Court has already determined that Ford is entitled to a fee
award and the only matter still at issue is the amount.
Federal courts apply the “lodestar” method for
calculating attorneys' fees, multiplying a reasonable
hourly rate by a reasonable number of hours expended. See
Blum v. Stenson, 465 U.S. 886, 888, 104 S.Ct. 1541, 79
L.Ed.2d 891 (1994); Norman v. Housing Auth. of
Montgomery, 836 F.2d 1292, 1299 (11th Cir. 1988).
“A reasonable hourly rate is the prevailing market rate
in the relevant legal community for similar services by
lawyers of reasonably comparable skills, experience, and
reputation.” Norman, 836 F.2d at 1299 (citing
Blum, 465 U.S. at 895-96 n. 11).
determining what is a reasonable fee, the Court is mindful of
the factors identified in Johnson v. Georgia Highway
Exp., Inc., 488 F.2d 714, 717-19 (5th Cir. 1974),
namely: (1) the time and labor required; (2) the novelty and
difficulty of the questions; (3) the skill requisite to
perform the legal service properly; (4) the preclusion of
other employment by the attorney due to acceptance of the
case; (5) the customary fee; (6) whether the fee is fixed or
contingent; (7) time limitations imposed by the client or the
circumstances; (8) the amount involved and the results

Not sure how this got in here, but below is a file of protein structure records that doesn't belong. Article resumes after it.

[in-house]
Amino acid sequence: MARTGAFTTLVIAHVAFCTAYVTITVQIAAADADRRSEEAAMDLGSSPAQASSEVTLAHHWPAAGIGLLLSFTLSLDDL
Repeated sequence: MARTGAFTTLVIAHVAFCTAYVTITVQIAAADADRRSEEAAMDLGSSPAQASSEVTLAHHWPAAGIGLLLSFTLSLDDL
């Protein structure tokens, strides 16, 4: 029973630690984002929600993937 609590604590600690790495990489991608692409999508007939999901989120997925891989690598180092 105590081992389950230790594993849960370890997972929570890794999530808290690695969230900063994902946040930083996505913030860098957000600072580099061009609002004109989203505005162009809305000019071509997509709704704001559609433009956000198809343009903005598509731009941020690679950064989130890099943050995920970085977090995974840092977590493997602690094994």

obtained; (9) the experience, reputation and ability of the
attorneys; (10) the undesirability of the case; (11) the
nature and length of the professional relationship with the
client; and (12) awards in similar cases.
fee applicant bears the burden of establishing entitlement
and documenting the appropriate hours and hourly
rates.” Norman, 836 F.2d at 1303. An applicant
may meet his or her burden by producing either direct
evidence of rates charged under similar circumstances, or
opinion evidence of reasonable rates. Norman, 836
F.2d at 1299. In addition, the court may use its own
expertise and judgment to make an appropriate independent
assessment of the value of an attorney's services.
Id. at 1303. With respect to hours, if an
applicant's documentation “is inadequate, the
district court may reduce the award accordingly.”
Hensley v. Eckerhart, 461 U.S. 424, 433 (1983).
“Counsel for the prevailing party should make a good
faith effort to exclude from a fee request hours that are
excessive, redundant, or otherwise unnecessary.”
Id. at 434.
seeks an award of fees in the amount of $3,
As support for this award, Ford filed the affidavit of its
counsel, John R. Reid, Jr. (Doc 65-4), and biographical
information on the attorneys who billed time on this matter
on behalf of Ford (Docs. 65-5, 65-6 and 65-7). According to
the filings, the following professionals performed
1. Partner M. Gary Toole was admitted to the Florida Bar in
1987. His hourly rate is $235.00, and he billed $399.50 for
1.7 hours in connection with the motion to compel and motion
2. Partner John R. Reid, Jr., Esq., was admitted to the
Florida bar in 1994. His hourly rate is $215.00, and he
billed $861.00 for 4 hours in connection with the motion to
compel and motion to strike.
3. Associate Colby Nicole Ferris was admitted to the Florida
Bar in 2010. Her hourly rate is $145.00, and she billed $2,
189.50 for 15.1 hours in connection with the ...